Castle Knight 2
They might be faithful to the original Castle vision, but the Knight 2s aren’t as adaptable as is idealWrite your own review
- Gratifying build and finish
- cogent, well organised sonic presentation
- Cross the line between ‘controlled’ and ‘unexciting’ a little too often
It's no secret that, since its founding (as Castle Acoustics Ltd) in 1973, Castle has had a bit of a time of it.
This is by no means an unheard-of experience among British speaker manufacturers, and in this instance it's led to the brand being owned by Chinese behemoth International Audio Group.
Castle isn't the only former UK speaker firm under the IAG umbrella, but the original company's angle of selling hand-crafted speakers made from natural materials and having real credentials as furniture remains the same.
The new, five-strong Knight range is the initial evidence of this, and these ones are our first encounter.
Tactile and generously sized
Being able to pass as furniture is only half the battle, of course – if the Knight 2s sound poor compared to their rivals, then all the cabinetry credentials in the world won't help them. But there's no doubt that they're off to a good start.
Especially tactile thanks to the extensive waxing they undergo as part of the finishing process, the finish of our review pair features an interesting gradation from black to rosewood that makes them look like they've been only partially cleaned.
Out in a bit of free space and securely sited on speaker stands with necessarily large top-plates (these are generously proportioned speakers. It's amazing how a few extra centimetres in each direction makes the Knight 2s seem so much bigger than many rivals), the Castles serve up a spotlessly tidy sound.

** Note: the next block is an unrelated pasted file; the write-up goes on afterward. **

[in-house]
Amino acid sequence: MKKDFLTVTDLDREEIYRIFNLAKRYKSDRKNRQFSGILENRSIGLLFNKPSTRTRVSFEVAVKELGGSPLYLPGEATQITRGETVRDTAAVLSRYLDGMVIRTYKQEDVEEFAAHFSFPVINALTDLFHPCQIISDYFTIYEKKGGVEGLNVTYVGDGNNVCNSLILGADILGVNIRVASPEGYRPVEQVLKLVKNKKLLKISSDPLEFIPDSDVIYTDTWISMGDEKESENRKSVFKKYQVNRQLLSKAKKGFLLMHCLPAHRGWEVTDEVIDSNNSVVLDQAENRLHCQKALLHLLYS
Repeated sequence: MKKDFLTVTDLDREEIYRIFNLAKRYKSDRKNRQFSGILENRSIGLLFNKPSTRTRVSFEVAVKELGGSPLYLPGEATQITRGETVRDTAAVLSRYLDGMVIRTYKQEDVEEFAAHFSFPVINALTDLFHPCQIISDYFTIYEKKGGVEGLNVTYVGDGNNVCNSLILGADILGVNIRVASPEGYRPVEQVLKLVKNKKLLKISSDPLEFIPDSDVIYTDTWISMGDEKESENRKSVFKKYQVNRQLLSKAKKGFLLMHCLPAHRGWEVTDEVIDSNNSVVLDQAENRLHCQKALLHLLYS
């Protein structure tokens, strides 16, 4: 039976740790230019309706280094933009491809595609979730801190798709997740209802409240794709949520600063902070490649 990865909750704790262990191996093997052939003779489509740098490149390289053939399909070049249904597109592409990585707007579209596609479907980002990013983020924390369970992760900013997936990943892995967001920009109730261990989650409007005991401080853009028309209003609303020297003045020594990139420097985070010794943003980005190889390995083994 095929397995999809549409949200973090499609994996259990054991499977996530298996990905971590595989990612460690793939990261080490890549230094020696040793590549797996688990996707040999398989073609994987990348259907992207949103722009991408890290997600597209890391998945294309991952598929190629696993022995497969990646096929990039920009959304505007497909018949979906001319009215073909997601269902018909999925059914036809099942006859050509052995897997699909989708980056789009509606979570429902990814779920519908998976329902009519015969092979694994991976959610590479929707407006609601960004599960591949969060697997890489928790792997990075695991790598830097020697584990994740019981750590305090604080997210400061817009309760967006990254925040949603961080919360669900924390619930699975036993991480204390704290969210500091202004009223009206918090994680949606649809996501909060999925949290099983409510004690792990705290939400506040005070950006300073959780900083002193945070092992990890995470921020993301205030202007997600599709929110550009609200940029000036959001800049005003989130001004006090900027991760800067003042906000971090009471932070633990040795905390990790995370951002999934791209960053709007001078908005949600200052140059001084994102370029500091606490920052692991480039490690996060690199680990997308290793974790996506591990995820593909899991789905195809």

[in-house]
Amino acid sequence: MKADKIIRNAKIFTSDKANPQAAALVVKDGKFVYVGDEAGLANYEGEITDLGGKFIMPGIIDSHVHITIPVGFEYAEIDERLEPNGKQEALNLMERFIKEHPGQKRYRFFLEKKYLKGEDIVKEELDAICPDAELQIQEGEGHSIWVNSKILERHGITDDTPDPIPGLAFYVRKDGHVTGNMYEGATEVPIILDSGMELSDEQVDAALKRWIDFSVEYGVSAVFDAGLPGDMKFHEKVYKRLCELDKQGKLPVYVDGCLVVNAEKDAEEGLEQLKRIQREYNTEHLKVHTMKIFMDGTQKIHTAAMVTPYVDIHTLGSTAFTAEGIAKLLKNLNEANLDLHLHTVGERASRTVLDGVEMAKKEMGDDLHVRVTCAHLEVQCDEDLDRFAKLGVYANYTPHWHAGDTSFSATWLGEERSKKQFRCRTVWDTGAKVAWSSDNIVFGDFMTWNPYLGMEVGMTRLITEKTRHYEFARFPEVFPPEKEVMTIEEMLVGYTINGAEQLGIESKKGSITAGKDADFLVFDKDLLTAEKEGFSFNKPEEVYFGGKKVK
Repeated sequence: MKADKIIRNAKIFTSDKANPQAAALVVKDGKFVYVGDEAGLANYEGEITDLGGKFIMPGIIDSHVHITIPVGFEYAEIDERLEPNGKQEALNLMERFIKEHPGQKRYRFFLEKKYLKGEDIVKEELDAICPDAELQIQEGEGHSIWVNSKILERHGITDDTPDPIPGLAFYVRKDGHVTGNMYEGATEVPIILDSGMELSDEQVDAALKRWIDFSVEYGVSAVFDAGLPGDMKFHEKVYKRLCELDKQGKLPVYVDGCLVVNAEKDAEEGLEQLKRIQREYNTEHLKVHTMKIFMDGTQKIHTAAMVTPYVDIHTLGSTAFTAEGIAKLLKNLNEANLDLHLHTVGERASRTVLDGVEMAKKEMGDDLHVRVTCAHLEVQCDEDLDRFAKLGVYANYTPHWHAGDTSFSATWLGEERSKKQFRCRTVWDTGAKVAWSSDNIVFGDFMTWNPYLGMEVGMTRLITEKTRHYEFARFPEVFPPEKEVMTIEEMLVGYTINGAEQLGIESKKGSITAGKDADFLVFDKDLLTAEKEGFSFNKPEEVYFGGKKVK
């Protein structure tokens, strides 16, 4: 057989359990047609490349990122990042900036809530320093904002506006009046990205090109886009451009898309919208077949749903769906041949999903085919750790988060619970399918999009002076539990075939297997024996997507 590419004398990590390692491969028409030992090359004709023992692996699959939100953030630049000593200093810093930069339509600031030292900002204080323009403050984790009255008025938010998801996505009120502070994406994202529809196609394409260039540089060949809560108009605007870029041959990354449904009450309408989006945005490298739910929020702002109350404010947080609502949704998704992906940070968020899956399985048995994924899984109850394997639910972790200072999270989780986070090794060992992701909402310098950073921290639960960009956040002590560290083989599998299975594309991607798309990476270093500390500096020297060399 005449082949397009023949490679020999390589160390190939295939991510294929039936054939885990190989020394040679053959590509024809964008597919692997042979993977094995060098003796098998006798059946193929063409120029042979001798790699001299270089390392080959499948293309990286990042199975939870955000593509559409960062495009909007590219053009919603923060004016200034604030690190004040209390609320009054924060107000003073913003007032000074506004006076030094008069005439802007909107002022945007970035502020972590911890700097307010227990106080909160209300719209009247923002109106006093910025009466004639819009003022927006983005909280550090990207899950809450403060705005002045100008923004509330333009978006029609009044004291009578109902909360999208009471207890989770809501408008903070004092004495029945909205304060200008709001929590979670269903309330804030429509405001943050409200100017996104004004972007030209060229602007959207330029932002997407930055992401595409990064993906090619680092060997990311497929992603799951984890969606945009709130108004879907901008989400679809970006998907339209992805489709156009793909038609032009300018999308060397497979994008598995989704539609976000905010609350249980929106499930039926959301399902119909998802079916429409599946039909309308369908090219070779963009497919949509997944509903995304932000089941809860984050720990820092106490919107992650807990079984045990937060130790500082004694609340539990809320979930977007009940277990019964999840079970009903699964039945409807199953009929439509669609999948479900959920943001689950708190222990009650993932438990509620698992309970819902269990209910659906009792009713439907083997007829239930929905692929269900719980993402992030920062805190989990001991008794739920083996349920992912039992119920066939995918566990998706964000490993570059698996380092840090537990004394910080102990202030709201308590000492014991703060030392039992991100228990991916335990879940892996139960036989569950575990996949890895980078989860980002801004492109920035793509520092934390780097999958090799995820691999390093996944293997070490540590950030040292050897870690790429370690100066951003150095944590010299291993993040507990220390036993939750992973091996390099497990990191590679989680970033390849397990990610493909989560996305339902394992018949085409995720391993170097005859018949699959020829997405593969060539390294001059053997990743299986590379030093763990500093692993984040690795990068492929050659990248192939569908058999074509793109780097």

A tight, unified soundstage
Arcade Fire's Neighborhood #2 (Laïka) is a dense and messy recording, but the Knight 2s organise the song on a tight, unified soundstage that's easy to follow, despite the relative lack of breathing space.
Taken in isolation, there's not much wrong with the way the Castles go about their work. High frequencies are rapid and detailed, and the midrange is equally expressive.
Low frequencies don't have quite the detail levels, though they offer meaningful variation in texture and tonality, and they're every bit as fulsome as they ought to be – the Knight 2s won't thank you for positioning them too close to a side or rear wall.
Can sound too polite
Despite the unanimity of their sound, though, the careful neutrality of the Castles can easily manifest itself as rather dour and unexciting.
A song as giddy and abandoned as The Ramones' Sheena Is A Punk Rocker ought to gallop along with sparks flying, but under the Knight 2s' direction it's altogether too polite, too ordered and lacking in inspiration.
For some listeners, of course, this control-freakery will be nothing but good news and, allied to the impressive build and finish, will make the Castles a very persuasive option.
But some rivals such as the KEF Q300s are all able to slum it more effectively than the Knight 2s and, even at this relatively modest price, we think speakers should be more accomplished all-rounders than this.